Six areas for improving treatment of trauma patients identified
The National Institute for Health and Care Excellence identifies the priority areas for improvement in the treatment of trauma patients
Following a 2010 audit report which found unacceptable variation in the treatment of trauma patients, the National Institute for Health and Care Excellence has developed six quality statements identified as priority areas for improvement
Major trauma patients have serious and often multiple injuries where there is a strong possibility of death or disability. In England, the most common cause is a road accident. There are at least 20,000 cases of major trauma each year in England resulting in 5,400 deaths and many others resulting in permanent disabilities requiring long-term care, according to a 2010 National Audit Office report.
There are around a further 28,000 cases which, although not meeting the precise definition of major trauma, would be cared for in the same way.
This report found unacceptable variation in the treatment of trauma patients. Regional trauma networks were developed across England from April 2012 to improve access to specialist trauma care.
All major trauma centres should have acute specialist services for rehabilitation after major trauma, and for children and older people, according to new guidance.
The National Institute for Health and Care Excellence (NICE) says access to specialist services currently varies between major trauma centres. Ensuring that major trauma centres provide all the specialist services that a patient might need can reduce length of hospital stay, lower mortality and improve patient experience.
This is one of six quality statements identified as priority areas for improvement in assessing and managing trauma in adults, young people and children.
NICE also calls for all major trauma centres to have a dedicated trauma ward for patients with multisystem injuries and a designated consultant available to contact 24 hours a day, seven days a week.
High-quality care for airway support, image reporting, assessing cervical spine injury and fracture management is also included in the document.
People with major trauma who cannot maintain their airway should have drug‑assisted rapid sequence induction of anaesthesia and intubation within 45 minutes of the initial call to the emergency services. Performing intubation quickly, preferably at the scene of the incident improves ventilation, increasing the probability of survival and reducing long-term morbidity, NICE says.
People with open fractures of long bones, the hindfoot or midfoot, should have fixation and definitive soft tissue cover within 72 hours of injury if this cannot be performed at the same time as debridement.
Implications for nurses
- People with full in-line spinal immobilisation should have their risk of cervical spine injury assessed using the Canadian C‑spine rule as quickly as possible. Continuing immobilisation for longer than necessary can lead to avoidable adverse effects, such as discomfort and skin breakdown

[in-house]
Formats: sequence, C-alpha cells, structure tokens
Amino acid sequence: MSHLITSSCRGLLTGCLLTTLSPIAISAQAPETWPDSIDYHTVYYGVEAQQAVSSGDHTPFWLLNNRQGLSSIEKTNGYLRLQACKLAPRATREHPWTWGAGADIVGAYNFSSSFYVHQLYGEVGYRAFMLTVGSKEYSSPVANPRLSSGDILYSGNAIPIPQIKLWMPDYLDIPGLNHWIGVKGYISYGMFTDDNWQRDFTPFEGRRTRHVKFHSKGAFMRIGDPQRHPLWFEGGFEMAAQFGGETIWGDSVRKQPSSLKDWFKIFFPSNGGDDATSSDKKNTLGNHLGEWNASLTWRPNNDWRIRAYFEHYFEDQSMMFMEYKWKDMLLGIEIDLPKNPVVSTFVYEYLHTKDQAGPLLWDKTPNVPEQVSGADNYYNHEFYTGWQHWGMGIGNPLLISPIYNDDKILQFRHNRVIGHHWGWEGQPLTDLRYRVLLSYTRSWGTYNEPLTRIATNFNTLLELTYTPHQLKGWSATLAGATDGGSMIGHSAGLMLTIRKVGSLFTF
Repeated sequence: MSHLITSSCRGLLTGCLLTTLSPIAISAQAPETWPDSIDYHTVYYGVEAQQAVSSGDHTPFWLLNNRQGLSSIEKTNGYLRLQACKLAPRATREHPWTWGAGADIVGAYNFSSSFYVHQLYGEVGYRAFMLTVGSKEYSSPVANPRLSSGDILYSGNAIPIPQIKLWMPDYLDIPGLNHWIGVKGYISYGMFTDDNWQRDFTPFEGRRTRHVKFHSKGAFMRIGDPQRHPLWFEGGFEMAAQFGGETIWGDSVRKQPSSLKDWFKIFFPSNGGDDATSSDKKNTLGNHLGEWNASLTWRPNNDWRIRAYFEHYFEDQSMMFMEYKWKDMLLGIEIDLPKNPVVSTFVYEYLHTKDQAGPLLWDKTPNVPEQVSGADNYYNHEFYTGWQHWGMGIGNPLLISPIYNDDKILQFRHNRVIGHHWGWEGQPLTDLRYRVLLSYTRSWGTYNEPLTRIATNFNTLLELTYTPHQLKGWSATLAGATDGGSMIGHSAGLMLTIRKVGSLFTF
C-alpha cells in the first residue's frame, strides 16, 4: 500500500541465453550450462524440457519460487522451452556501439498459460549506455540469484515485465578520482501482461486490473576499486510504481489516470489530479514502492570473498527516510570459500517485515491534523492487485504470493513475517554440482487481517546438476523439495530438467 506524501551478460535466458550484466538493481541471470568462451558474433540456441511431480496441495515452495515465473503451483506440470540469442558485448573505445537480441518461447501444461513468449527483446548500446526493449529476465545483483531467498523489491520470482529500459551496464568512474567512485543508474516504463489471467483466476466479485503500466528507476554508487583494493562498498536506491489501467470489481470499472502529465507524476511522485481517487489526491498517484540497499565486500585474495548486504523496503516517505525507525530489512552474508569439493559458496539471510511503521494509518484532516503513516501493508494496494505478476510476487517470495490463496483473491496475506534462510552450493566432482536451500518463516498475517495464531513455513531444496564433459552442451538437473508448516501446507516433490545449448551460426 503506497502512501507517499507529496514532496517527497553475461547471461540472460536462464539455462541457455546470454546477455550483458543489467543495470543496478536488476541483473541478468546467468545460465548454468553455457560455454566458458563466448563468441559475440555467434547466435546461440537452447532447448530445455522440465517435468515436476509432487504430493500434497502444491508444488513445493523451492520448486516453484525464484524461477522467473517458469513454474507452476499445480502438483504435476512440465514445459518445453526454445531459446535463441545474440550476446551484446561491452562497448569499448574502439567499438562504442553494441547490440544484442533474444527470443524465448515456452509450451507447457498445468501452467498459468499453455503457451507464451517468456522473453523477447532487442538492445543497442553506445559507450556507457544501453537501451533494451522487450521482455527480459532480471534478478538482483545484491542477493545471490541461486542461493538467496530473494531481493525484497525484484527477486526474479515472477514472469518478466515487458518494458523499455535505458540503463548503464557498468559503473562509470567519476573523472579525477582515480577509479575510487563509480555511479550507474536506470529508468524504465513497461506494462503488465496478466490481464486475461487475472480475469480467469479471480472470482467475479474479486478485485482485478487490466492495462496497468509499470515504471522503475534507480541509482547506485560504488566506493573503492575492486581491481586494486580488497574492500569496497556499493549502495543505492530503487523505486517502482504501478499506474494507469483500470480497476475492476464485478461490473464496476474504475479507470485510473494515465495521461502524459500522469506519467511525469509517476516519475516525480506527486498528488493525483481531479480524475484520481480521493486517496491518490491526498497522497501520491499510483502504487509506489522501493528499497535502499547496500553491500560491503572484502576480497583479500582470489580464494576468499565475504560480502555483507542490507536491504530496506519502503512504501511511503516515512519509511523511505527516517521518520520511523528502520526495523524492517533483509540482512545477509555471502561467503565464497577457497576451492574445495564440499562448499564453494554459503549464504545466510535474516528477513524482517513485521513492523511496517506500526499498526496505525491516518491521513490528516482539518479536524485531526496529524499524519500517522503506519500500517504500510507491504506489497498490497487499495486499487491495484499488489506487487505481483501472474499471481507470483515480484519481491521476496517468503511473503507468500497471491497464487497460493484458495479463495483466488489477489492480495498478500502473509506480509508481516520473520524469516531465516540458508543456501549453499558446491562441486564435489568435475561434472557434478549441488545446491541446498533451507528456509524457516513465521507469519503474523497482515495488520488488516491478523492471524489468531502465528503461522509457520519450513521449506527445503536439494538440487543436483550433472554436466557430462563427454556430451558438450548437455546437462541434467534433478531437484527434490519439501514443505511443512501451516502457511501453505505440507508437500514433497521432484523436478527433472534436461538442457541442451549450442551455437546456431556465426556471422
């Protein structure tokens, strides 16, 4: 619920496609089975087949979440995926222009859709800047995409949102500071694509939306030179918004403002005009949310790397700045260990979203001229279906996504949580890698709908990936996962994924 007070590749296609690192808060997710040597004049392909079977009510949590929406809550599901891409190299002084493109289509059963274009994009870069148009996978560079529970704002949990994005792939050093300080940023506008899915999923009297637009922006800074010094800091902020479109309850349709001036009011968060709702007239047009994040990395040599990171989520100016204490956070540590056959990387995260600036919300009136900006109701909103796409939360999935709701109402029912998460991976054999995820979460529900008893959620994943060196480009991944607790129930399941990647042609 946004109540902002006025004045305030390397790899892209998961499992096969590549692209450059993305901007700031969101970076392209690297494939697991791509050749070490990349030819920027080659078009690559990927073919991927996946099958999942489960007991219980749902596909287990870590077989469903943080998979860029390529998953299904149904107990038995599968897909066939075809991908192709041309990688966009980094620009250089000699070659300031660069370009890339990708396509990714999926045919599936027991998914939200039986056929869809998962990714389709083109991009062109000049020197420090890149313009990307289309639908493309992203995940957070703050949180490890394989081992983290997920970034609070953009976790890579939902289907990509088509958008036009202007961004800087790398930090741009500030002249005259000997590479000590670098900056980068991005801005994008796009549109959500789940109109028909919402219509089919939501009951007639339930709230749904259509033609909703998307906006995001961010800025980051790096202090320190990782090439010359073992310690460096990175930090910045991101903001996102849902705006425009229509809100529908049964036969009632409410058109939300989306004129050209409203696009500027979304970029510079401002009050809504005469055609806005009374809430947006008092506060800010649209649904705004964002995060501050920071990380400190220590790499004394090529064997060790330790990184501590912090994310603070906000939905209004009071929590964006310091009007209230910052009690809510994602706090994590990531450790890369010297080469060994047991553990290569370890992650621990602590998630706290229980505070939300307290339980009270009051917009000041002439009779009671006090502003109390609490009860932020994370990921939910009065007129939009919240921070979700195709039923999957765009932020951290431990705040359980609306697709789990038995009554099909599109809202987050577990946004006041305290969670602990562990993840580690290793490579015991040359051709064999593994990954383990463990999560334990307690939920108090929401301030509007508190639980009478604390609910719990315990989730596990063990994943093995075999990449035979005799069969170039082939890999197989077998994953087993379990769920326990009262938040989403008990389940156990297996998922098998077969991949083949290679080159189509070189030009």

- Be aware that patients who have had urgent 3D imaging for major trauma should have a provisional written radiology report within 60 minutes of the scan. Obtaining the results of imaging for chest trauma, haemorrhage and spinal injury as soon as possible allows for earlier diagnosis and decisions to be made on management
Cliff Evans, consultant nurse in the emergency department at Medway NHS Foundation Trust
‘The challenges to effectively treating patients experiencing major trauma have significantly diversified over recent years. This guidance identifies six recommendations to improve patient outcomes from the scene of the injury through to the rehabilitation phase of care.
'The growing body of evidence supporting 24/7 consultant-led care and earlier senior specialist input for vulnerable groups are key features. Areas pertinent to emergency nurses are incorporating the Canadian C-spine rules into the nursing assessment process for alert patients with neck pain.
'This approach will empower nurses to expedite the removal of unnecessary spinal immobilisation, or to arrange earlier imaging.
‘The guidelines empower educationalists to continue the professional development of emergency nurses and challenge historical professional boundaries. They will aid those working in the frontline to make increasingly evidence-based decisions and to raise expectations of other service providers to the benefit of patients.’
Find out more
- Armstrong B, Crouch R, Read C et al (2013). Training nurses in trauma management. Emergency Nurse.
- Canadian C-spine rule
- Longhurst C (2016) Regional trauma centre boosts survival rates by more than half.
- Major trauma care in England report
- NICE guidance on major trauma: assessment and initial management
- NICE trauma quality standards